Bumpkin Country

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The Dowbrigade uses an icebreaking exercise with groups of recently arrived students in which one of the categories for discussion is “One thing you really want to do before you leave Boston”. When our turn came we always list visiting the Harbor Islands, something we have yet to do 37 years after we first came to live in the Boston area. This may be our chance.

from the Boston Globe

Bumpkin Island

Take the ferry to Bumpkin Island this weekend, and you may come across a woman lurking in the underbrush, wearing burlap covered with leaves. Don’t be alarmed: She’s not a kook. She’s an artist.

So are the men in kimonos staging lectures and the folks who may invite you to chat with them via tin-can telephone.

About 40 artists have spread out across the Boston Harbor Island for Labor Day weekend as part of a special event called the Bumpkin Island Art Encampment, featuring 10 art installations, sculptures, and performances.

It’s free and open to the public today through Monday; ferries are available to the island from various locations.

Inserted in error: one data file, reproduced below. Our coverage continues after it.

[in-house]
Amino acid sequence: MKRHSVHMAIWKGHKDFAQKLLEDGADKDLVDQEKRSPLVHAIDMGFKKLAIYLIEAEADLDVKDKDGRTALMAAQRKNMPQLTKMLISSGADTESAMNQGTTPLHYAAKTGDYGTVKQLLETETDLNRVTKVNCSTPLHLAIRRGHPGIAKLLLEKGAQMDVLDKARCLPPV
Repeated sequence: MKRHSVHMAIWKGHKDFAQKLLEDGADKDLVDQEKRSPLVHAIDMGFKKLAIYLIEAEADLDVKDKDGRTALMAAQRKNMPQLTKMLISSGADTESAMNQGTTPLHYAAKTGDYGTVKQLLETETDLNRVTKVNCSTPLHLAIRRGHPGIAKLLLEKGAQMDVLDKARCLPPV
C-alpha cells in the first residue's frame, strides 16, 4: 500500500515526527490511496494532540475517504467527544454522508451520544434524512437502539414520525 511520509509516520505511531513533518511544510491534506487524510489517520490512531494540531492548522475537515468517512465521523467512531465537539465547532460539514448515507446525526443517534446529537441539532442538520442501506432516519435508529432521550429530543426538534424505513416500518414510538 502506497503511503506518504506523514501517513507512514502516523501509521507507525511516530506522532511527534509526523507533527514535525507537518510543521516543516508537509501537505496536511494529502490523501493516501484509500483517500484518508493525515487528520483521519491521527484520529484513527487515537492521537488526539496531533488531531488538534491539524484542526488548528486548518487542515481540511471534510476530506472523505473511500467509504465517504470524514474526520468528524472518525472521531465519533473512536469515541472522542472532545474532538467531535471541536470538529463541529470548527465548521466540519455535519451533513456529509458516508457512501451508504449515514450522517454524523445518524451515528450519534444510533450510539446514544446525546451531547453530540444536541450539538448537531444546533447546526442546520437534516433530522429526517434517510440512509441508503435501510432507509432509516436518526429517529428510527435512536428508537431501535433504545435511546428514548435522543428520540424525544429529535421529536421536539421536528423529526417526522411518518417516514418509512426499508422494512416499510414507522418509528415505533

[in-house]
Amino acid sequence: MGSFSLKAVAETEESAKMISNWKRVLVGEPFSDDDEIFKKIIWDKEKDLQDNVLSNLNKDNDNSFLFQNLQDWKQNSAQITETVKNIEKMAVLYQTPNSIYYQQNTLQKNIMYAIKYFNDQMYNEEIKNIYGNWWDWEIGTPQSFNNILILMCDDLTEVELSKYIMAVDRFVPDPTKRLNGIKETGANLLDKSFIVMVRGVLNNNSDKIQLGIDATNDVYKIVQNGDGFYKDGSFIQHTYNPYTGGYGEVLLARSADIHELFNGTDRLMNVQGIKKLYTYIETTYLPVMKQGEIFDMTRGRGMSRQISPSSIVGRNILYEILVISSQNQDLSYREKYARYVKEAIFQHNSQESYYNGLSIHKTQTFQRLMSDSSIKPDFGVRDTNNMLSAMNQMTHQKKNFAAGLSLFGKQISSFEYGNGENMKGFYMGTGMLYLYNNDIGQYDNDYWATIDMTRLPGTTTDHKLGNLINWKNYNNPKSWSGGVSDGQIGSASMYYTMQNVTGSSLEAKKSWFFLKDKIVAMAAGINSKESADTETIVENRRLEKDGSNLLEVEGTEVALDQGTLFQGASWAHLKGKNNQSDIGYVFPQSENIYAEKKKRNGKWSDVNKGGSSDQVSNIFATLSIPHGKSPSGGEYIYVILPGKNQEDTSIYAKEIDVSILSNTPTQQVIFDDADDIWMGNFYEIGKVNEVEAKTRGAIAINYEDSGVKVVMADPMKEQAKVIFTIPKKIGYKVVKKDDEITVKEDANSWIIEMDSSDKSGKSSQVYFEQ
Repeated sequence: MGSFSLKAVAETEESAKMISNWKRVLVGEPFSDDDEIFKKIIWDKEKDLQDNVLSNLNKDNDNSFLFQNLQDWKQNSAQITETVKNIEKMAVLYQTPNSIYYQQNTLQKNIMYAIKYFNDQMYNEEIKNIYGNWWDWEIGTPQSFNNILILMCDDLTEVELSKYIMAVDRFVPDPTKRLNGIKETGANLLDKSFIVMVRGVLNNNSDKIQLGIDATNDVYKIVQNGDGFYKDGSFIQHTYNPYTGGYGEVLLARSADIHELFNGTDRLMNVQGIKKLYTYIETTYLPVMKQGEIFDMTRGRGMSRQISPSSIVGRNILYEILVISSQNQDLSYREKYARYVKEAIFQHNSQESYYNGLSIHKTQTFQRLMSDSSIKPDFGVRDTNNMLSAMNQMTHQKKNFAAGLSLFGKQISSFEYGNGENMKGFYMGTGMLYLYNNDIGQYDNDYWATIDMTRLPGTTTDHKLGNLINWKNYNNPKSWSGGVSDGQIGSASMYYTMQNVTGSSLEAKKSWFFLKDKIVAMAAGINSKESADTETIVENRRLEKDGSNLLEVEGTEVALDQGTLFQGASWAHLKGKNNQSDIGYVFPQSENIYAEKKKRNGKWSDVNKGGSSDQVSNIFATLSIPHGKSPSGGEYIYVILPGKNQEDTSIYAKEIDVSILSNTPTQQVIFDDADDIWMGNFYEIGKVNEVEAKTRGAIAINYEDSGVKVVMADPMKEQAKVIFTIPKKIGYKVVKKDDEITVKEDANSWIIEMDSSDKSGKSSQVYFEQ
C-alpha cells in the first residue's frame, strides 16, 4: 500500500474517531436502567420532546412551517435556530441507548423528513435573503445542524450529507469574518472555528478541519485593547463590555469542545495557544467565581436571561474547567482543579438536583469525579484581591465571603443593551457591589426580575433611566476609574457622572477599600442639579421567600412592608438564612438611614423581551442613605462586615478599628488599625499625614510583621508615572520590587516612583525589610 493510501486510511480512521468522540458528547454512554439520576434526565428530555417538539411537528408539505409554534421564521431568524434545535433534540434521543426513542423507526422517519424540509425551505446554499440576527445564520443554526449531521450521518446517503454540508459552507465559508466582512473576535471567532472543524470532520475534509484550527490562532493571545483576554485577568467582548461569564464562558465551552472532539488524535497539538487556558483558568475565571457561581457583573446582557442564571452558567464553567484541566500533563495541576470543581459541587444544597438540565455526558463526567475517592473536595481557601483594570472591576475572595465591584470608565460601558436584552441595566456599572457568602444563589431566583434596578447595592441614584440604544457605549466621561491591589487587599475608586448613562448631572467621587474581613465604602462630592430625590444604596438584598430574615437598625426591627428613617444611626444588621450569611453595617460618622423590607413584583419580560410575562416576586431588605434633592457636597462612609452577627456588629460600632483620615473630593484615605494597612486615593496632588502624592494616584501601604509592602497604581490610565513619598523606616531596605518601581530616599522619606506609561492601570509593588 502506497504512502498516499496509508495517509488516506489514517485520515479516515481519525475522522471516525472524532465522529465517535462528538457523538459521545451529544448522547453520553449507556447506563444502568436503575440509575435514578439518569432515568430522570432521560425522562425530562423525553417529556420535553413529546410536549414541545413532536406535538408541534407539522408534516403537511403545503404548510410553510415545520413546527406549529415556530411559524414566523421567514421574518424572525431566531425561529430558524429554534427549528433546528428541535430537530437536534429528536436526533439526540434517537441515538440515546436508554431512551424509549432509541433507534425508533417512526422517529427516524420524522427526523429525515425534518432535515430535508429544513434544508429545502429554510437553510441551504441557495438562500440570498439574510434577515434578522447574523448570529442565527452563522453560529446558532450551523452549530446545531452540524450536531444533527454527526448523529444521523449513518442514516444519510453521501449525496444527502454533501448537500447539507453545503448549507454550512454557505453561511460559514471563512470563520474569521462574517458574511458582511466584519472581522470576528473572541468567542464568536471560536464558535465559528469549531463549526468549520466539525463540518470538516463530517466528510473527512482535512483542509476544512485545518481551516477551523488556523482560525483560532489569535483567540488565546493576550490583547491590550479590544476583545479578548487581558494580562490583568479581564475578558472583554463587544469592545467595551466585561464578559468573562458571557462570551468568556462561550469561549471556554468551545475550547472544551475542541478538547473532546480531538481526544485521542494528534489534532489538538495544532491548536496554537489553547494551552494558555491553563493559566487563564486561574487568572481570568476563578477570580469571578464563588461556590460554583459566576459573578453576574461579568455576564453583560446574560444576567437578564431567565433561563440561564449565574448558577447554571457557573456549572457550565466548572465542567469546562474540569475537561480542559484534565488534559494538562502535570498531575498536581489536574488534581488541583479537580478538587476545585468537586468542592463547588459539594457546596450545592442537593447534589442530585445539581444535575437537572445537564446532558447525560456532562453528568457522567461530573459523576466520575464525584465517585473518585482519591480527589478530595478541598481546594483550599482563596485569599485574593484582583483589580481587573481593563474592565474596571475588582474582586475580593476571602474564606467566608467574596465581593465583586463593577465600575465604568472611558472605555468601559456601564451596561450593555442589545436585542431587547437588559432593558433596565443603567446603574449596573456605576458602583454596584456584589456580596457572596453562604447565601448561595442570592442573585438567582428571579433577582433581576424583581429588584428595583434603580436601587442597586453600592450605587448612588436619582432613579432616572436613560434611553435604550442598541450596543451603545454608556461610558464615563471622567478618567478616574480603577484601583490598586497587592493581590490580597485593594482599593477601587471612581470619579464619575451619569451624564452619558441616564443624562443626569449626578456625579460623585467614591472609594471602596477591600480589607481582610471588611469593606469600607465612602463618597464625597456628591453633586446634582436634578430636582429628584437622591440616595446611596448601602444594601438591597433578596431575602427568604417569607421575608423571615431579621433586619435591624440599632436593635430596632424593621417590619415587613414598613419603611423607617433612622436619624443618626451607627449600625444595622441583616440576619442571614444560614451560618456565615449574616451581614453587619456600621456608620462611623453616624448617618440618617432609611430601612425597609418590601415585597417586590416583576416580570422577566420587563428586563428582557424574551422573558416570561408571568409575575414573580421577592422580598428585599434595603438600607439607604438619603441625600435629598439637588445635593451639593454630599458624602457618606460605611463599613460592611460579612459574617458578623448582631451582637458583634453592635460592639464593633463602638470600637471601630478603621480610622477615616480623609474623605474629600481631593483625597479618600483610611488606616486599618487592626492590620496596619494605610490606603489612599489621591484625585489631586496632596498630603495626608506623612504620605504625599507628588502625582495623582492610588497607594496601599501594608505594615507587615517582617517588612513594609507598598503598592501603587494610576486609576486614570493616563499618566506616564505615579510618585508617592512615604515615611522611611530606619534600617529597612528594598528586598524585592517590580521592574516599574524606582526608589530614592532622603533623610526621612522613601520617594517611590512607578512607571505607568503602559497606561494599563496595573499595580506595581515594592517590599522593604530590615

Some of the artists are exploring the idea of home. With “Survival Kit,” Gabe Moylan and Rachel Roberts are trying to create a space of domestic tranquility using only a Federal Emergency Management Association survival kit and what is available on the island.

Other pieces have been sparked by 19th century history. “Astrodime Transit Authority,” the tin-can project, commemorates the 150th anniversary of the first official use of the trans-Atlantic cable – an 1858 telegram to President James Buchanan from Britain’s Queen Victoria.

At low tide, when it’s possible to wade to the mainland, a group plans to set up a tin-can call from Bumpkin Island to nearby Hull. They will invite visitors to join in a reenactment, playing an extended game of telephone.

2 Comments

  1. Calendrier

    July 6, 2009 @ 11:38 am

    1

    Belle article

  2. Canvas Paintings

    October 22, 2010 @ 5:56 am

    2

    That’s interesting, it’s also sad that they can’t be artists without people being alarmed.